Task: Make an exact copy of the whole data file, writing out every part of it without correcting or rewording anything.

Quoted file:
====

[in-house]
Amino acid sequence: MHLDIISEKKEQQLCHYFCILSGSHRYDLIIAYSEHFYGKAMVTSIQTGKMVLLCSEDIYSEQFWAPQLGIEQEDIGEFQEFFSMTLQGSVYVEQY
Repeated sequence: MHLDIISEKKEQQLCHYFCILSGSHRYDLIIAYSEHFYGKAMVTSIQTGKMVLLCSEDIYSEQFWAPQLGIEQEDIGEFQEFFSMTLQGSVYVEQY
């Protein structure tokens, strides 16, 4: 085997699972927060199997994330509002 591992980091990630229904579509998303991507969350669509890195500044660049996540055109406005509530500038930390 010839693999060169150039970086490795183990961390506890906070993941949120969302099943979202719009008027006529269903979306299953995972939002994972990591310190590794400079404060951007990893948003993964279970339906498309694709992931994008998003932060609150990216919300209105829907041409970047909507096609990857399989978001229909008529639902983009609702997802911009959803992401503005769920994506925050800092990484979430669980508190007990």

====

[in-house]
Amino acid sequence: MHLDIISEKKEQQLCHYFCILSGSHRYDLIIAYSEHFYGKAMVTSIQTGKMVLLCSEDIYSEQFWAPQLGIEQEDIGEFQEFFSMTLQGSVYVEQY
Repeated sequence: MHLDIISEKKEQQLCHYFCILSGSHRYDLIIAYSEHFYGKAMVTSIQTGKMVLLCSEDIYSEQFWAPQLGIEQEDIGEFQEFFSMTLQGSVYVEQY
């Protein structure tokens, strides 16, 4: 085997699972927060199997994330509002 591992980091990630229904579509998303991507969350669509890195500044660049996540055109406005509530500038930390 010839693999060169150039970086490795183990961390506890906070993941949120969302099943979202719009008027006529269903979306299953995972939002994972990591310190590794400079404060951007990893948003993964279970339906498309694709992931994008998003932060609150990216919300209105829907041409970047909507096609990857399989978001229909008529639902983009609702997802911009959803992401503005769920994506925050800092990484979430669980508190007990």